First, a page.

China’s recent shift towards short-term monetary loosening has failed to arrest a default on a local government debt vehicle in the western province of Xinjiang, renewing concerns over Beijing’s determination to contain systemic risk.
The timing of the default, however, is more surprising. Authorities in Beijing have recently loosened their grip on monetary policy in an attempt to shore up the balance sheets of struggling companies, as a trade war with the US threatens the export-dependent economy.
The National Development and Reform Commission, the country’s top economic planner, said on Wednesday that Beijing was looking to boost investment in infrastructure projects to alleviate financing pressure on local governments, citing the ongoing trade tensions with the US.
"The latest default on the Xinjiang bond will inevitably dent the sentiment in the market," a senior debt banker based in Hong Kong told FinanceAsia. "International investors will probably stay for longer on the sidelines."
For years, international investors have been concerned that the rampant growth of local government debt is an example of moral hazard; officials see promoting local economies and boosting economic output as key to developing their careers. Spending big on infrastructure is the fastest way of doing so — and officials know they are unlikely to still be in the same place to deal with any long-term problems their borrowing brings.
Investors assume the LGFV bonds, which are often used for local infrastructure investments, are guaranteed by the central government because a failure to service the debt obligation could triggered social unrest.
The default by the Xinjiang company underscores that risk. The Shanghai Clearing House announced on Monday that the company had failed to pay principal and interest on its Rmb500 million, 270-day bond. The company is 92.74% owned by Xinjiang Production and Construction Corporation, while an investment vehicle of the policy lender China Agricultural Development Bank owns the remaining 7.26%.
The latest default raises the question about whether the presumption of state backing, the so-called "implicit guarantee", is still valid in the debt issued by a government related entity.
This is at least the fourth case so far this year of a local government-related entity defaulting on debt obligations, although it is the first to come to light involving a bond.
In May, a property firm owned by the Tianjin municipal government defaulted on two trust loans worth a combined Rmb500 million. Later that month, Xilinhot Geipaishui officially defaulted on loans totalling Rmb4 billion.
That followed a high-profile default by the Yunnan government in January.
A government-linked entity called Yunnan State-Owned Capital Operation technically defaulted on two trust loans totaling Rmb1.5 billion, but the company was ultimately saved by the local government of Yunnan, which provided about Rmb 2billion of new equity to the company.
The string of bond defaults at the local governments comes alongside steady rise in corporate defaults in China. According to a Standard Chartered report in May, nine companies have defaulted on their onshore bonds this year. The value of defaulted bonds was up 32% year on year.
According to S&P’s estimate, Rmb1 trillion of local-government bonds will mature each year between 2018 and 2019, and the remaining Rmb5 trillion will mature after 2020.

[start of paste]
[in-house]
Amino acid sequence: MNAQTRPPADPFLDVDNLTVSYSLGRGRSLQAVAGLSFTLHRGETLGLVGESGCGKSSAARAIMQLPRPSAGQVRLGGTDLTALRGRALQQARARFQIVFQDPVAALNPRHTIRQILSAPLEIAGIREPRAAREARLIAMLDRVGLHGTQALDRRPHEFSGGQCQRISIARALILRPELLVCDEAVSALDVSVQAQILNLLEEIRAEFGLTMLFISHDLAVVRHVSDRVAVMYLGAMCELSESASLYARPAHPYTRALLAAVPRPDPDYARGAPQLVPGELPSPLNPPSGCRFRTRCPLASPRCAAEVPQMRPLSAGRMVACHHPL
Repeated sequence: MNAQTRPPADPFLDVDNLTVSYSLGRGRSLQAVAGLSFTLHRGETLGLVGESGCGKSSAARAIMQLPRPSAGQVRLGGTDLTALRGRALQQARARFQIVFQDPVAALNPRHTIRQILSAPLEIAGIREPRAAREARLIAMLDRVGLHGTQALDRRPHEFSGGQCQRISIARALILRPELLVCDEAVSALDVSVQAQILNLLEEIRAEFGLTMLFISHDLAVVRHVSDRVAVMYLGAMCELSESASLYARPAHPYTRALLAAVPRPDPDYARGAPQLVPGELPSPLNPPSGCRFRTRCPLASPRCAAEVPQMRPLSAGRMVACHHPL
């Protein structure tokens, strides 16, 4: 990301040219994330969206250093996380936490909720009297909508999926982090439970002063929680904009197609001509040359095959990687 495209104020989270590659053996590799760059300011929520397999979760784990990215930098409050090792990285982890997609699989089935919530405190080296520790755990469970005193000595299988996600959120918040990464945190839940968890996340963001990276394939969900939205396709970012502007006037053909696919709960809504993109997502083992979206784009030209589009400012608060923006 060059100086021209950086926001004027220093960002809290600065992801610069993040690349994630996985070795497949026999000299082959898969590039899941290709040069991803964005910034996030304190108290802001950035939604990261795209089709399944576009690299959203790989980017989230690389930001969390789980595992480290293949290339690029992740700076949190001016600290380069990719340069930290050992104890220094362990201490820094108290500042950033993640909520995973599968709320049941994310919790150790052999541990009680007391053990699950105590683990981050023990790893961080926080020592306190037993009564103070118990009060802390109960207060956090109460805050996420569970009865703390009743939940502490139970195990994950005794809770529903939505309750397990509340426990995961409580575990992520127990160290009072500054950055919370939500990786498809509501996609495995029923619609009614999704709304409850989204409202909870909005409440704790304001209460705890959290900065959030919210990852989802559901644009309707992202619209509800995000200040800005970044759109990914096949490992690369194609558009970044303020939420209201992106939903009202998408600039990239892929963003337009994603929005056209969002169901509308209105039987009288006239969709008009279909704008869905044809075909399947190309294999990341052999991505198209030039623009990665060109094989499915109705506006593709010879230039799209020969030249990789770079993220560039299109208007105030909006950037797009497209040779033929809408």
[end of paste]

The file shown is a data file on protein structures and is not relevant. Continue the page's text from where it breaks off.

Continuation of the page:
"The deleveraging campaign has resulted in a massive negative shockwave to the local governments as they are struggling to raise capital to refinance their outstanding debt," a Beijing-based trader with a Chinese brokerage firm told FinanceAsia.
New issuance of LGFV bonds in 2017 dropped 30% year-on-year to Rmb 1.7 trillion, and net issuance, the sum of new issuance minus maturing debt, in 2017 fell to the lowest level in seven years, according to a report by Guotai Junan in March.
China's recent softening of monetary policy helped LGFVs rebound in secondary trading during July. It also created a ray of light for offshore issuance with a few deals launched offshore, allbeit heavily supported by onshore capital.
Then the default by Xinjiang Production and Construction Corporation has revived doubts once again.
As one senior China banker told FinanceAsia: “The default of the Xinjiang bond raises the question of whether the Chinese deliberately let the local government default on its debt, or the local officials at the government of Xinjiang are not reacting promptly to contain the situation.”
The answer should become clear in the government's reaction to the default and it will be critical for investor sentiment.
WHAT IS AN LGFV?
The Xinjiang debt default also raises another problem investors face with LGFVs: there is really no firm definition of what an LGFV is. Investors and bankers define an LGFV as a funding vehicle associated with a Chinese local government for investment in infrastructure projects.
However “the Xinjiang issuer is more like a state-owned company than an LGFV because based on public disclosures its major business and assets are related to commercial operations like cotton, coke, real estate and pharmaceuticals,” said Ivan Chung, head of Greater China credit research and analysis at Moody’s. “It does not play a key role in public infrastructure investment and development which LGFVs do on behalf of government."
The company has incurred heavy losses since 2014 due to a drop in government subsidies, including in the first quarter of this year, according to the company's statement to the Shanghai Clearing House.
As one Chinese investment banker told FinanceAsia in July: “The LGFV market is just not functioning right now."